Active Clinical Trials in Breast Cancer Hyperthermia Treatment

Active Clinical Trials in Breast Cancer Hyperthermia Treatment

Dear ThermoOncology Followers,

In this post, we are discussing about the active clinical trials in the Hyperthermia treatment research in the US and Canada. If you are interested in joining a research study that is testing hyperthermia, search for research studies by using the advanced clinical trials search form ( or contact NCI’s Cancer Information Service.

As you may know, in hyperthermia clinical trials, physicians are studying the benefoits, drawbacks and effectiveness of hyperthermia for treating breast cancer. Moreover, some clinical trials focus on improving techniques for delivering hyperthermia.

The two active breast cancer hyperthermia clinical trials are as follow:


Lead Organization:

NYP/Columbia University Medical Center/Herbert Irving Comprehensive Cancer Center


To demonstrate the initial clinical feasibility of using Harmonic Motion Imaging (HMI) for Focused Ultrasound Surgery (FUS) guiding and monitoring in patients with benign and stage 1 non-metastatic breast cancers.

  • Description

This clinical trial assess how harmonic motion imaging guided focused ultrasound surgery can be used in the clinic in treating women with breast tumors. Focused ultrasound surgery is a procedure in which high-energy sound waves are aimed directly at an area of abnormal cells or tissue in the body. The waves create heat that kills the cells. Several imaging techniques are currently being investigated for real-time treatment monitoring of focused ultrasound surgery. Many of these techniques monitor the temperature rise that occurs with thermal ablation. However, some of these methods can be time-consuming, which is not ideal for real-time monitoring; expensive; or prone to errors. This trial uses a technique called harmonic motion imaging that measures tissue stiffness, which may be better than imaging techniques that measure temperature changes during treatment with focused ultrasound surgery.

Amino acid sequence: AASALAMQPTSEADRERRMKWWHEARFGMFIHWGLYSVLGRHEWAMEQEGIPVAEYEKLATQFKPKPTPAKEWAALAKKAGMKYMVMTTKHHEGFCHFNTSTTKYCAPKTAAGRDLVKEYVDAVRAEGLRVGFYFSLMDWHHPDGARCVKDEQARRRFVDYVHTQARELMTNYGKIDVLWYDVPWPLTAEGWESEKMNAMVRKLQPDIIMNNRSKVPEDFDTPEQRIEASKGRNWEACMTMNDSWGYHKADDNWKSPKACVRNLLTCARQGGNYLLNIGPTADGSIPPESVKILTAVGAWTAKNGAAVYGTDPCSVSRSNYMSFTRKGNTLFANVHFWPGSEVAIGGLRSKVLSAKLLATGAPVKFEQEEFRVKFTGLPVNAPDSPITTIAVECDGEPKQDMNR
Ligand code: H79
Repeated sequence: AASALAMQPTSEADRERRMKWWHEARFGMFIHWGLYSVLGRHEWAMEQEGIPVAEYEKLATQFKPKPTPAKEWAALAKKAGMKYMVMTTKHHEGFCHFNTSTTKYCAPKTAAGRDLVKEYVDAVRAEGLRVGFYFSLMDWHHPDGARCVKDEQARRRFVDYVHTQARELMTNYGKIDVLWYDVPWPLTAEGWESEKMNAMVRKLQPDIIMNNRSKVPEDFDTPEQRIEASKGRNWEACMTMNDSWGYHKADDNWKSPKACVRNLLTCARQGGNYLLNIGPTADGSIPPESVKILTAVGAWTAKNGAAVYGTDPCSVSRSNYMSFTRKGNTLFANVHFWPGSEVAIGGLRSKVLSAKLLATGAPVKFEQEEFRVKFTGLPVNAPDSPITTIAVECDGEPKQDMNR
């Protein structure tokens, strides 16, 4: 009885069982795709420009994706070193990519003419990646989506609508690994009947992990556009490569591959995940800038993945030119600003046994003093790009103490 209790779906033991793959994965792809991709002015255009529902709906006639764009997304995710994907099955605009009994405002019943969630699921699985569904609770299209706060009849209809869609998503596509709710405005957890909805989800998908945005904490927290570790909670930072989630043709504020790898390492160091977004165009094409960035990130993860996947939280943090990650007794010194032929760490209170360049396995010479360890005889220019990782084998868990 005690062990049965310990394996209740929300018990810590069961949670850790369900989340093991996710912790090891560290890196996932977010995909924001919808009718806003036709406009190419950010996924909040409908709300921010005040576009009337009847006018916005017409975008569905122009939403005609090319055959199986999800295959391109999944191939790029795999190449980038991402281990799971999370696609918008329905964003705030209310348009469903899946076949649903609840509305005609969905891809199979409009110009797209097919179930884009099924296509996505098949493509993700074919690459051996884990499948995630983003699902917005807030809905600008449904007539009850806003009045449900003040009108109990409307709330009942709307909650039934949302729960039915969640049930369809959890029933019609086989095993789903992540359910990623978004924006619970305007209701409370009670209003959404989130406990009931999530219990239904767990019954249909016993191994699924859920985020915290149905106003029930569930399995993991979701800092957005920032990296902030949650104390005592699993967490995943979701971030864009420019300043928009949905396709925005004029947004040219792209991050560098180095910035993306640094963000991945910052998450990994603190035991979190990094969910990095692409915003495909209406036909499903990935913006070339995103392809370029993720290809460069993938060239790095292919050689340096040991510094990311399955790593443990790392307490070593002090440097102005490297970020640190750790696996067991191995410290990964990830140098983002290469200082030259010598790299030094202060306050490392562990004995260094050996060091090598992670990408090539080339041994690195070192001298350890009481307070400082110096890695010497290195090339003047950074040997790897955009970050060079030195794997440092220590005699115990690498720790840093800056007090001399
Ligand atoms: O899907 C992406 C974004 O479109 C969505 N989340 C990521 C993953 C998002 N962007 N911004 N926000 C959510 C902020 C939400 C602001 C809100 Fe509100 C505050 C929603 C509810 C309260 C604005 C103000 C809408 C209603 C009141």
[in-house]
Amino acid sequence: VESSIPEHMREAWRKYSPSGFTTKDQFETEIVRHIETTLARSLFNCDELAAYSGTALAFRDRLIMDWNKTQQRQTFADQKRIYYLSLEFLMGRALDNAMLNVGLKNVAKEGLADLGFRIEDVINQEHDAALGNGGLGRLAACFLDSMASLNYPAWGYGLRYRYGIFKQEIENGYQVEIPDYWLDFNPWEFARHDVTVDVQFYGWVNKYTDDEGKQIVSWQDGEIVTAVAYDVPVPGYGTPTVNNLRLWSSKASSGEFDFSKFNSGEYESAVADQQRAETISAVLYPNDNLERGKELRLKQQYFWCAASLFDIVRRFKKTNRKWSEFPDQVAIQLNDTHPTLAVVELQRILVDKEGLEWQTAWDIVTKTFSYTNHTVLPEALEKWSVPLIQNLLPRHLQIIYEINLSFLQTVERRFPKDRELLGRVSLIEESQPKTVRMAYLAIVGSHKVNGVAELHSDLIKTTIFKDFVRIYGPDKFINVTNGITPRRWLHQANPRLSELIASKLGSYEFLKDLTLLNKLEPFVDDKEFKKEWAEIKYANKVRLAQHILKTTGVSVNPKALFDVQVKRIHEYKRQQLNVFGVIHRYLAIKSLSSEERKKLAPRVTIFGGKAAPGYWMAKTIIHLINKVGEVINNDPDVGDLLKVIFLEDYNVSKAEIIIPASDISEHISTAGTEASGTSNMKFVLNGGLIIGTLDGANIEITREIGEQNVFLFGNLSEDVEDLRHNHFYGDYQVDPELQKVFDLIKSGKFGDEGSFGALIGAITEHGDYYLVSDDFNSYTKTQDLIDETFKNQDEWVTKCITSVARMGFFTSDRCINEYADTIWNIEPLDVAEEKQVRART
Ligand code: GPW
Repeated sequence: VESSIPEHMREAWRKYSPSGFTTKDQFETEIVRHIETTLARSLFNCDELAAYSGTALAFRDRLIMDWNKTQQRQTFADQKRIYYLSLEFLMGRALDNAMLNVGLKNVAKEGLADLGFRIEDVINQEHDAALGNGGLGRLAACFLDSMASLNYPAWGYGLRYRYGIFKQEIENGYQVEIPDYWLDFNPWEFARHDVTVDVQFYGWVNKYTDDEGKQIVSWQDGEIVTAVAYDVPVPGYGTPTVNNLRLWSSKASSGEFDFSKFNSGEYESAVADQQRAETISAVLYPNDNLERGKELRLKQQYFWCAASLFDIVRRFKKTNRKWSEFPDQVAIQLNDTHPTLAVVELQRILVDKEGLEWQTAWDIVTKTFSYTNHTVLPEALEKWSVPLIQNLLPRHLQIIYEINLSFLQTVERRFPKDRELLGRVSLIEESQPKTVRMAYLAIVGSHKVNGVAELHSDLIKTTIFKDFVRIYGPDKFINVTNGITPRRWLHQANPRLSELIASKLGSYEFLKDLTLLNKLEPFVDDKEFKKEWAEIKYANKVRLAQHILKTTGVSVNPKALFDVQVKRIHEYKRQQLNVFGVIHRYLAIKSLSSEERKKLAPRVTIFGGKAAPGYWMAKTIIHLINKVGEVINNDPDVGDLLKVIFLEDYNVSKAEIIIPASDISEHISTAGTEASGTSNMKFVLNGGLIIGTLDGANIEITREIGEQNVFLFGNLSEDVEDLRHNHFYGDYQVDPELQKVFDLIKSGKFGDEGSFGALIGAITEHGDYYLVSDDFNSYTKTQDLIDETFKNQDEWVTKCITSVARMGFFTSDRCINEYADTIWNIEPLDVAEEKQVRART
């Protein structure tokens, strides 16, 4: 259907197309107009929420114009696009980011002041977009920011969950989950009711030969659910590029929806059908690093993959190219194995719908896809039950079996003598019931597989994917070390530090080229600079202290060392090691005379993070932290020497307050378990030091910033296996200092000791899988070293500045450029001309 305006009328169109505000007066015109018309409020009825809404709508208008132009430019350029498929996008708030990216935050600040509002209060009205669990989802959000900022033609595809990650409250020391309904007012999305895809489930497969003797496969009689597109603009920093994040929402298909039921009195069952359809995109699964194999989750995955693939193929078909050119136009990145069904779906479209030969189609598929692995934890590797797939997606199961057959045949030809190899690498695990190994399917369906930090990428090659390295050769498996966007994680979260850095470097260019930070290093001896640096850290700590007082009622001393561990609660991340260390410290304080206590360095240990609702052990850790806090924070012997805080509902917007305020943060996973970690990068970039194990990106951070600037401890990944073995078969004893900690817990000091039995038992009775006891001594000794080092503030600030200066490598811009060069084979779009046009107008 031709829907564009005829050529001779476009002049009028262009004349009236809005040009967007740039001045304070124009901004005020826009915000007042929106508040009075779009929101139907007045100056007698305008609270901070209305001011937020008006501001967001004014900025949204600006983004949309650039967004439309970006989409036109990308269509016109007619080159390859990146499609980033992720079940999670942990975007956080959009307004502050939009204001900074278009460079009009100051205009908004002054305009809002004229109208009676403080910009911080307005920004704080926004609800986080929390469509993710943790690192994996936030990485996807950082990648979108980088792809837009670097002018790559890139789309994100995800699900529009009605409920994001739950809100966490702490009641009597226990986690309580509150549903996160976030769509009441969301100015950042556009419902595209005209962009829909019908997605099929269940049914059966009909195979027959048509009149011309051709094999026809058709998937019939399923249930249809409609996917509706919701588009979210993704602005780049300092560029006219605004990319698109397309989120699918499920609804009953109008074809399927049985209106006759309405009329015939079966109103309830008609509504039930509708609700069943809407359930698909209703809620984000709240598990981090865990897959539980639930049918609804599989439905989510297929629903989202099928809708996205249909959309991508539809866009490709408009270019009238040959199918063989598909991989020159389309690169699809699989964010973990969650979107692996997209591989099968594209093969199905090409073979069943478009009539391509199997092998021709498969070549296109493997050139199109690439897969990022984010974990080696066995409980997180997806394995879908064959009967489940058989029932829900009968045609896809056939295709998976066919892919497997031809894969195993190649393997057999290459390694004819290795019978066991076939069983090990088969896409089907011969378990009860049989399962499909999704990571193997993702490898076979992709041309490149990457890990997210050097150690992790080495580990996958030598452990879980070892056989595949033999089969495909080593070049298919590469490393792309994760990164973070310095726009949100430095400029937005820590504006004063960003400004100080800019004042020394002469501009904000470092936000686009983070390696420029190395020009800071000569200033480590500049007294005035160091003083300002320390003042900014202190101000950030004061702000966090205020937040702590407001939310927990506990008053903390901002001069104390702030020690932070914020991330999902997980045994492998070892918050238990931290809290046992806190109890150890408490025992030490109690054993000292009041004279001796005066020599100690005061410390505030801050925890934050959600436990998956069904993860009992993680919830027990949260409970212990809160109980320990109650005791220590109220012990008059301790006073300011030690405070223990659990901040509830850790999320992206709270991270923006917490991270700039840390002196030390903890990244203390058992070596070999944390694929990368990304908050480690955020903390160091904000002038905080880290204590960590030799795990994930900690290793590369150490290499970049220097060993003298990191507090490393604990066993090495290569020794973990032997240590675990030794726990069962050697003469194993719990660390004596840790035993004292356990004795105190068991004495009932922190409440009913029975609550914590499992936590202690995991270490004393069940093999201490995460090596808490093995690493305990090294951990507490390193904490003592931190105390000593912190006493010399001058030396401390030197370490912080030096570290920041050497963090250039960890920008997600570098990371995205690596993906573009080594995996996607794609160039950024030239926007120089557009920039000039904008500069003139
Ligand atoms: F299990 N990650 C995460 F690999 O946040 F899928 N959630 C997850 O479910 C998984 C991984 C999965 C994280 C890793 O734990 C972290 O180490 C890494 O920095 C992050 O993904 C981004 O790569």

• Lead Organization:

Huntsman Cancer Institute/University of Utah



I. To evaluate the safety and tolerability of soft tissue ablation with the Muse MRgFUS system as assessed by subject-reported procedural pain and incidence of device- and procedure-related adverse device effects and adverse events.


I. To estimate ablation efficacy.

II. To estimate disease-free survival (DFS) at 5 years post ablation.

III. To estimate overall survival in this study population at 5 years post ablation.


I. To evaluate subject preference for treatment of localized breast cancer with the Muse MRgFUS System and identify the potential trade-offs they would be willing to accept.

II. To evaluate correlation between the change in lactate dehydrogenase (LDH) levels and ablation efficacy.

  • Description

This phase I trial tests the safety and tolerability of a new investigational device, MUSE Magnetic Resonance Guided Focused Ultrasound System (MRgFUS) System in treating patients with breast cancer. The MRgFUS System destroys part of the tumor through the use of heat from a focused ultrasound (thermal ablation) that is guided by magnetic resonance imaging (MRI). Focused ultrasound is a sound wave that is focused down to a small point, about the size of a grain of rice, similar to the way a magnifying glass can focus light. The focused waves heat up tissue, causing tissue damage. The MRgFUS System may be a less invasive way to treat breast cancer.



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